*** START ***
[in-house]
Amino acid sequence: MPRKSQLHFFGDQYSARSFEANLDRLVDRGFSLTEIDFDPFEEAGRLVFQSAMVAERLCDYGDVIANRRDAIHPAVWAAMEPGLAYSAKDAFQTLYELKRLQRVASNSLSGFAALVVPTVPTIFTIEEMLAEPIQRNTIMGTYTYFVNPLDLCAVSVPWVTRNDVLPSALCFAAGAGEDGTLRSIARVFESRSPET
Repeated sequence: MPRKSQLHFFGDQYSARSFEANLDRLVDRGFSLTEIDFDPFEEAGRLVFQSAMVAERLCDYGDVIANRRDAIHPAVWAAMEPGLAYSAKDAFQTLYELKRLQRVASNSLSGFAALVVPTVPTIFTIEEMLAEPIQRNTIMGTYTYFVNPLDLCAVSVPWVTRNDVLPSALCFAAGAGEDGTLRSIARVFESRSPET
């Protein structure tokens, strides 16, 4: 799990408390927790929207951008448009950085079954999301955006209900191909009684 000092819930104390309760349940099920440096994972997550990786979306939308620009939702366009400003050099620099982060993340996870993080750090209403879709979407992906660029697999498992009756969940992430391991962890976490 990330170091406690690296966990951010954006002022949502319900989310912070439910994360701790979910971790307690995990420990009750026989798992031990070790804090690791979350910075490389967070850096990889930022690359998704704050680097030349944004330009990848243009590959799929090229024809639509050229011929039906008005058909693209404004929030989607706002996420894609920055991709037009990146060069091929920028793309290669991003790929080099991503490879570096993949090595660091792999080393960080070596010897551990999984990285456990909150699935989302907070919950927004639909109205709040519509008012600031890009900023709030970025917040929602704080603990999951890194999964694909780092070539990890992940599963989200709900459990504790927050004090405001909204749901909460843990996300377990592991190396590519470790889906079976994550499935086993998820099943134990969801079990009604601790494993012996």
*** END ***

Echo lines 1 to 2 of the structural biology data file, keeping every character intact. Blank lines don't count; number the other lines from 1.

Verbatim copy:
[in-house]
Amino acid sequence: MPRKSQLHFFGDQYSARSFEANLDRLVDRGFSLTEIDFDPFEEAGRLVFQSAMVAERLCDYGDVIANRRDAIHPAVWAAMEPGLAYSAKDAFQTLYELKRLQRVASNSLSGFAALVVPTVPTIFTIEEMLAEPIQRNTIMGTYTYFVNPLDLCAVSVPWVTRNDVLPSALCFAAGAGEDGTLRSIARVFESRSPET